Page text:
Tokyo 2020 president Seiko Hashimoto said in a briefing Thursday that Kentaro Kobayashi, who was part of a comedy act in the 1990s, was fired over comments that mocked the tragedy.
In a video clip from his 1998 issue, Kobayashi was seen joking about a game he called “let’s play slaughter of the Jews”, eliciting laughter from the audience.
The Simon Wiesenthal Center, an international Jewish human rights organization, earlier issued a statement condemning Kobayashi’s past behavior.
“Any association of this person with the Tokyo Olympics would insult the memory of six million Jews and cruelly mock the Paralympics,” said Abraham Cooper, rabbi, associate dean and director of global outreach at the center.
Kobayashi himself said he regretted what he called a “stupid choice” of words.
The news is the latest in a series of embarrassments for Tokyo organizers that sparked outrage at home and abroad and comes just days after a well-known musician was forced to resign from his post. songwriter for the ceremony after old reports of his bullying and abusive behavior. also surfaced.
In February, Yoshiro Mori, who was once Japanese prime minister, was forced to resign over sexist remarks. A month later, Games Creative Manager Hiroshi Sasaki also had to resign after making derogatory comments about a popular Japanese artist.
Abe to skip the ceremony
Meanwhile, public broadcaster NHK reported that former Japanese Prime Minister Shinzo Abe decided not to attend the ceremony.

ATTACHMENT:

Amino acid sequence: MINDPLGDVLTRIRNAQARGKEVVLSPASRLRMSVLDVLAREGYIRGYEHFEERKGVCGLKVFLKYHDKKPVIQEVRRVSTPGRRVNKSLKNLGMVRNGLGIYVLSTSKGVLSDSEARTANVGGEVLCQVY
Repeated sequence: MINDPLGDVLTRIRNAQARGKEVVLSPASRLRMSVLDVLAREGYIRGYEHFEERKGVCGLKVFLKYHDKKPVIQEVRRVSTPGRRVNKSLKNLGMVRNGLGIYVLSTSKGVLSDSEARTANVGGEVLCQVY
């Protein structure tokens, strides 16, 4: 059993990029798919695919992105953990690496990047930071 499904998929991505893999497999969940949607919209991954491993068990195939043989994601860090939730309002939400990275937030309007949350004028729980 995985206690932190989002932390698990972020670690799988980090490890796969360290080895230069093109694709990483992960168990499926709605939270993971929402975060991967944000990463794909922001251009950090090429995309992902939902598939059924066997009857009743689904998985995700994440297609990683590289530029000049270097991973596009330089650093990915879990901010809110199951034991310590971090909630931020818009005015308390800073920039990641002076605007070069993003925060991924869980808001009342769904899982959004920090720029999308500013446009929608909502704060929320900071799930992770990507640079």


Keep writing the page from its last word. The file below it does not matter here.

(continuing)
The Japanese government had previously declared a state of emergency and restrictions on viruses in Tokyo, in an effort to minimize health risks to residents and visitors.
Abe’s office could not be reached immediately on Thursday, a public holiday in Japan.
Abe, who disguised himself as the titular plumber of the Super Mario video game at the Rio Games to represent Japan, played an outsized role in attracting the Olympics to Tokyo.
At the time, Abe and his supporters hoped the Olympics would run parallel to the 1964 Tokyo Games heralding the country’s rebirth after decades of economic stagnation and also mark its recovery from the devastating Fukushima nuclear and natural disaster in 2011.
Instead, the Games, delayed for a year due to the global pandemic, faced a series of scandals and setbacks.
– #Tokyo2020 (@Tokyo2020) July 22, 2021
Friday’s opening ceremony, which normally bills itself as an important showcase for the host nation, is expected to be a moderate affair, with Japanese media reporting that fewer than 950 people – including only about 15 world leaders – are expected to attend.
Jill Biden, the first lady of the United States, is expected to land in Tokyo on Thursday afternoon for the ceremony, raising hopes that she could also use her presence to discuss vaccines with Prime Minister Yoshihide Suga.
Biden has traveled across the United States to urge more people in the country to get vaccinated.
Only a third of Japanese people have received at least one dose of the vaccine, raising public concerns that the Olympics will become a big-ticket event.
Already dozens of participants have tested positive for COVID-19, forcing withdrawals of athletes and their teammates into isolation.
COVID-19 infections have jumped in the capital and are expected to rise further, straining healthcare providers.
In a recent poll by the Asahi newspaper, 68% of those polled expressed doubts about the ability of Olympic organizers to control coronavirus infections, with 55% saying they were against continuing the Games.
Olympic competition has already started, with the Japanese women’s softball team giving the hosts a winning start on Wednesday, as Sweden beat the United States in women’s football.